Consumer prices rose 0.3% in April, less than expectations

Inflation eased slightly in April, providing at least a bit of relief for consumers while still holding above levels that would suggest a cut in interest rates is imminent.

The consumer price index, a broad measure of how much goods and services cost at the cash register, increased 0.3% from March, the Labor Department’s Bureau of Labor Services reported Wednesday. That was slightly below the Dow Jones estimate for 0.4%.

On a 12-month basis, however, the CPI increased 3.4%, in line with expectations.

Excluding food and energy, the key core inflation reading came in at 0.3% monthly and 3.6% on an annual basis, both as forecast.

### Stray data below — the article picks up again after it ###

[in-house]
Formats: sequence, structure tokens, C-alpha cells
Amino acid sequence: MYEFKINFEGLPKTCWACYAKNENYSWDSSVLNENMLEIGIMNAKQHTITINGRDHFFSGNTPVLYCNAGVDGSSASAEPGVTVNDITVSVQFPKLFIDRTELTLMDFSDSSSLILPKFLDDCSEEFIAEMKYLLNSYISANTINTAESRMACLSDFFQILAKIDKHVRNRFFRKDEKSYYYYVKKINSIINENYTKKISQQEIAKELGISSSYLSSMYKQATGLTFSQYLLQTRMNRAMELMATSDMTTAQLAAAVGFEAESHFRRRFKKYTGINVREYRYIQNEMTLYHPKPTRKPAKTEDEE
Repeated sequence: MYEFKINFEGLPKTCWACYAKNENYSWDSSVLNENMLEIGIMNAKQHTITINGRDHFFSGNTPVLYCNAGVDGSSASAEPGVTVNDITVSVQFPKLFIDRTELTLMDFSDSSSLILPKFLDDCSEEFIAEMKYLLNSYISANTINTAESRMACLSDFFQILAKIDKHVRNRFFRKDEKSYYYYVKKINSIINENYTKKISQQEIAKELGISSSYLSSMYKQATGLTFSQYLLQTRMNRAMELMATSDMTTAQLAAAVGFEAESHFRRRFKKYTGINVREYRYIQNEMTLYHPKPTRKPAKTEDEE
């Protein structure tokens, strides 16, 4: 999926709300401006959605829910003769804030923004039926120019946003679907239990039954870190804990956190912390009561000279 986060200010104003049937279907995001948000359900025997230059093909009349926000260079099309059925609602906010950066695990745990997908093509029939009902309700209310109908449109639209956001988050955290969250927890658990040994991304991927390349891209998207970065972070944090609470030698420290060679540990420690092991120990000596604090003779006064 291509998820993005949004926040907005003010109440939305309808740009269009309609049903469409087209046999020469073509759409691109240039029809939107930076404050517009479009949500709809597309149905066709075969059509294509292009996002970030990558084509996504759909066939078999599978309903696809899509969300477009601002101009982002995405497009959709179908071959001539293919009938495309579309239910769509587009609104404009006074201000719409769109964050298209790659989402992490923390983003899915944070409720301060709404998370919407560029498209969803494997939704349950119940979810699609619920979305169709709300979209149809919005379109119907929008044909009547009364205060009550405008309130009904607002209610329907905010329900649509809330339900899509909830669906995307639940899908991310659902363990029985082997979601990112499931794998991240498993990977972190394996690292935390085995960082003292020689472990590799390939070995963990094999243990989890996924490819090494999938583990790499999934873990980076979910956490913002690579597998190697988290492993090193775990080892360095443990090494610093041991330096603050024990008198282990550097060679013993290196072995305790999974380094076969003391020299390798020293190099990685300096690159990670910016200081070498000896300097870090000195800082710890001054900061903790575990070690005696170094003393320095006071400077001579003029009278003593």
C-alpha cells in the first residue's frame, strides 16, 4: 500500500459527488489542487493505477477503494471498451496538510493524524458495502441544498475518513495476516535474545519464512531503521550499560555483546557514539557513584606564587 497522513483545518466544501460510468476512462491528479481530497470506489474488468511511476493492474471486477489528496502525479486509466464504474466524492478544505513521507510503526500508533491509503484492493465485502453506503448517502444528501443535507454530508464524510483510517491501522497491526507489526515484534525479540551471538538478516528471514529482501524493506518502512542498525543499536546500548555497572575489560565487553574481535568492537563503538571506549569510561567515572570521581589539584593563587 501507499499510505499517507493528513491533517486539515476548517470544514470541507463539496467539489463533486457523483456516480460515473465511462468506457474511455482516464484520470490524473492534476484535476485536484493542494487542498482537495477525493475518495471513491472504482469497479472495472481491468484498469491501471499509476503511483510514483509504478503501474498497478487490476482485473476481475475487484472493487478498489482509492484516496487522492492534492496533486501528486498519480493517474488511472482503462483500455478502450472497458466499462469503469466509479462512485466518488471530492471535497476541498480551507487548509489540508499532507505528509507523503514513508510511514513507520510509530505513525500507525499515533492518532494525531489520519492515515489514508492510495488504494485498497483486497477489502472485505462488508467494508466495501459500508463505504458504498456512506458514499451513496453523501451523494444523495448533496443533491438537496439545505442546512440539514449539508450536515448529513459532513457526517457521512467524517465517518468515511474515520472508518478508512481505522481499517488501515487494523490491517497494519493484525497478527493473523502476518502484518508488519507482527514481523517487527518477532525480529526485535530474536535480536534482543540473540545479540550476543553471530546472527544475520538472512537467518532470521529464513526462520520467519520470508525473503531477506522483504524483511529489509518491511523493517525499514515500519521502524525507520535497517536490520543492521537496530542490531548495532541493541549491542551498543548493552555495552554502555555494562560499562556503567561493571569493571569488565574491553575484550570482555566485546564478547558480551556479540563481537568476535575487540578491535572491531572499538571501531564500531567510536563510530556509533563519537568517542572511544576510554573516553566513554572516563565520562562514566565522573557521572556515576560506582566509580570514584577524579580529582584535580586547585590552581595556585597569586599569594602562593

In other economic news Wednesday, retail sales were flat on the month, compared to the estimate for a 0.4% increase. That figure is adjusted for seasonality but not inflation, suggesting consumers did not keep up with the pace of price increases.

For the inflation report, price gains on the month were driven heavily by increases in both shelter and energy.

Shelter costs, which have been a particular trouble spot for Federal Reserve officials expecting inflation to come down this year, increased 0.4% for the month and were up 5.5% from a year ago. Both are levels uncomfortably high for a Fed trying to drive overall inflation back down to 2%.

The energy index rose 1.1% for a month and was up 2.6% on an annual basis. Food was flat and up 2.2% respectively. Used and new vehicle prices, which had contributed to the early rise in inflation during the worst of the Covid pandemic, both declined, falling 1.4% and 0.4% respectively.

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